EXIResult exiResult = new EXIResult (exiFactory);
exiResult.setOutputStream (exiOS);
encode (exiResult.getHandler ());
exiOS.close ();

// decode
SAXSource exiSource = new EXISource (exiFactory);
XMLReader exiReader = exiSource.getXMLReader ();
decode (exiReader, exiLocation);

and codeSchemaInformed:

<pre class=”brush: php; html-script: true”>
protected void codeSchemaInformed () throws Exception {</font></font>
String exiLocation = getEXILocation (false);</font></font>
EXIFactory exiFactory = DefaultEXIFactory.newInstance ();</font></font>
GrammarFactory grammarFactory = GrammarFactory.newInstance (); </font></font>
Grammars g = grammarFactory.createGrammars(xsdLocation);

// encode
OutputStream exiOS = new FileOutputStream(exiLocation);
EXIResult exiResult = new EXIResult(exiFactory);

// decode
EXISource saxSource = new EXISource(exiFactory);
XMLReader xmlReader = saxSource.getXMLReader();
decode(xmlReader, exiLocation);

If the Boolean variable exiCompressionis true, the object exiFactorwill set the encoding mode to COMPRESSION, enabling EXI compression. By default the encoding mode is set to BIT_PACKED.

Some aspects should be noted. In the method, codeSchemaLesswe have defined a grammar without a schema ( createSchemaLessGrammars). This could be omitted as it is the default option. The purpose of the grammar is to define the rules to which the XML document is subject, rules defined for example by XSD.

The core around which everything revolves is the EXIFactory, a class that contains the elements of the configuration useful for coding and relative decoding. They are information to be shared in case the encoding/decoding options are not the default ones.

Running for test purposes the main XML and related default schema and requiring EXI compression (third argument true) will result in objects ( notebook.xml_exiand notebook.xml_exi_schema) that take up little more space than the same objects obtained with bit ( CodingMode.BIT_PACKED) encoding. The original document was already small and in these cases, the default options work better.

If instead the test is performed on the document SampleGeospatialReference, we will obtain objects that occupy about half of the equivalent obtained in default mode, ie objects smaller than 10 times the original in the case schema-lessand almost 20 times smaller in the case schema-informed. An appreciable result.

As mentioned, it is also possible to set the FidelityOption, for example, to enable the mode Strict:

<pre class=”brush: php; html-script: true”>

EXIficientUtilities: use by script

We have seen previously that it is possible to use the bundle as an executable archive by means of the attached scripts. We can use the same archive to host the new one main that we have made, simply by copying and pasting the compiled of the newly created class into the corresponding “bin” folder of the decompressed archive (if, as assumed, it was created in the default package and working with Eclipse without building tools such as maven, we will find the class compiled in the location: “bundle/bin / EXIficientUtilities.class”). This is useful if you have made a copy of the bundle in the workspace used with Eclipse (or equivalent with other IDEs). If you have worked directly on the unzipped archive, you will already have the source and compiled in the EXIficientUtilities class.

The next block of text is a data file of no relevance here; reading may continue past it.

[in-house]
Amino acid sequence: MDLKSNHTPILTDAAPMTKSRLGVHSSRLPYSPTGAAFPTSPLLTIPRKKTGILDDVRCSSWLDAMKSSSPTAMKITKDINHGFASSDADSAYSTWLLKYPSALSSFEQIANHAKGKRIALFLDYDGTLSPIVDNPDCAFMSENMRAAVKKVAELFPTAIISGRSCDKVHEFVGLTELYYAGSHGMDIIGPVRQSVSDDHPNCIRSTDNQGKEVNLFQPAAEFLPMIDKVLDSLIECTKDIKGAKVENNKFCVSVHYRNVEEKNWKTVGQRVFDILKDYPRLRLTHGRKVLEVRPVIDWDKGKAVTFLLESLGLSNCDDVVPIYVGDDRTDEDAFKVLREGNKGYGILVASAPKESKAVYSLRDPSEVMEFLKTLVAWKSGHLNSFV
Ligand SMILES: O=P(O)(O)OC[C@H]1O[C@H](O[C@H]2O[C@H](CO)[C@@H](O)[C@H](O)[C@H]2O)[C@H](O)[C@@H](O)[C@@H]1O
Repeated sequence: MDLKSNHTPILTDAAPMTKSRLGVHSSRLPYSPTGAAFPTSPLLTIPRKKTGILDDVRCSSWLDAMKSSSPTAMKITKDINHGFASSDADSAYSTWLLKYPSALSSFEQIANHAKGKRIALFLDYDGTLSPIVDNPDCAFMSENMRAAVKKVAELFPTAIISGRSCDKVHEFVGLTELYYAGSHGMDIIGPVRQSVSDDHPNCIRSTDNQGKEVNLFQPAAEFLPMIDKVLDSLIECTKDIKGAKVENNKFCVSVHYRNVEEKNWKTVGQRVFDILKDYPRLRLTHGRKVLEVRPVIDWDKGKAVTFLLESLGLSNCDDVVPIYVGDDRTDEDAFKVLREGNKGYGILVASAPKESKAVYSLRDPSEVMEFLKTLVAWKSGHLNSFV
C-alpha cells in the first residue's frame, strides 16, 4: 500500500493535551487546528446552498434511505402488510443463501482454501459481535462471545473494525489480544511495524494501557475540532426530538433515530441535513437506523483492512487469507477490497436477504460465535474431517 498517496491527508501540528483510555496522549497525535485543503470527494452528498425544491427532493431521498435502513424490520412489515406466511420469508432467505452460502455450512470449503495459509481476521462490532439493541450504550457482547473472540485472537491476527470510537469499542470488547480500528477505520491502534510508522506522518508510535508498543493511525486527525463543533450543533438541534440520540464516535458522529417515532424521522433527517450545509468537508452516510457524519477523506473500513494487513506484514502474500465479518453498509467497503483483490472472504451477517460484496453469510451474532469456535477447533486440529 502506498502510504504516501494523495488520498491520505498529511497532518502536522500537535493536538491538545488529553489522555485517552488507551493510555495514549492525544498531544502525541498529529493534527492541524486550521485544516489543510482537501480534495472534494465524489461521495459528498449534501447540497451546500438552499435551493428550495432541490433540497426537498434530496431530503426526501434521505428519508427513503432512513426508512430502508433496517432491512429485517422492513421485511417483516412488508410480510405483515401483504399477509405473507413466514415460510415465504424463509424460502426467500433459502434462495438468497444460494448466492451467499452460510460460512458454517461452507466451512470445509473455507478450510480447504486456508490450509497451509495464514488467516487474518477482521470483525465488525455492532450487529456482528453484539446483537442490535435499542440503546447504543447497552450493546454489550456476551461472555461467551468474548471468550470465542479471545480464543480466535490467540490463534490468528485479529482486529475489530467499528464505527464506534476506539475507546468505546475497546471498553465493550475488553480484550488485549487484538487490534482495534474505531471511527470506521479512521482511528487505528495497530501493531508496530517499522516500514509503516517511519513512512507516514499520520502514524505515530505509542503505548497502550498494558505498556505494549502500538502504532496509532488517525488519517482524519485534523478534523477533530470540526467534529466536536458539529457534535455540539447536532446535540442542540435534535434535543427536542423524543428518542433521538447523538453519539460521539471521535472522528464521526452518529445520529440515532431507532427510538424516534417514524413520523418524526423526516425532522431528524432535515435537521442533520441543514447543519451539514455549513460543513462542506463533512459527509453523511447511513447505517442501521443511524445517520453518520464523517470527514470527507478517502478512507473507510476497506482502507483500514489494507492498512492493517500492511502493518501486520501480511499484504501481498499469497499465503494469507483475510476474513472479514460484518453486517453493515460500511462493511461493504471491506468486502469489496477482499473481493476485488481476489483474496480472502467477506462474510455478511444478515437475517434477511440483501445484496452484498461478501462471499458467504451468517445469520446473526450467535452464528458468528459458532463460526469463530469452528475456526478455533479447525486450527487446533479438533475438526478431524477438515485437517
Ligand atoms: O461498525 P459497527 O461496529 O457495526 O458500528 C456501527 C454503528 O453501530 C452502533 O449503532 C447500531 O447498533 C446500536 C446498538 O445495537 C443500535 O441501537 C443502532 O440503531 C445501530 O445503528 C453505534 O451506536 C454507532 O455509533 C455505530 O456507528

At this point it is possible to create the new launch script that recalls mainwhat we have done by modifying the starting one; “Run-ExiUtilities.bat”

<pre class=”brush: php; html-script: true”>
:: EXI Coding<font></font>
java -cp .;bin;lib/exificient.jar;lib/xercesImpl.jar;lib/xml-apis.jar EXIficientUtilities sample-data/SampleGeospatialReference.xml sample-data/SampleGeospatialReference.xsd true<font></font>


<pre class=”brush: php; html-script: true”>
java -cp .:bin:lib/exificient.jar:lib/xercesImpl.jar:lib/xml-apis.jar EXIficientUtilities sample-data/SampleGeospatialReference.xml sample-data/SampleGeospatialReference.xsd true

We can try to start the startup script by supplying only the XML and this time we will not get errors.

Execution of the run-ExiUtilities script
Execution of the run-ExiUtilities script

In a similar way, it will be possible to test the script by supplying the schema as well, or by trying to enable EXI compression by inserting the true third argument.


EXIficient, implements the EXI specification, XML binary exchange format. We tried to use the options of the specification and we saw that EXIficient has a good coverage of the standard, even if it has not yet reached the 1.0 release. The results are in line with the assessments made by the W3C for the specification.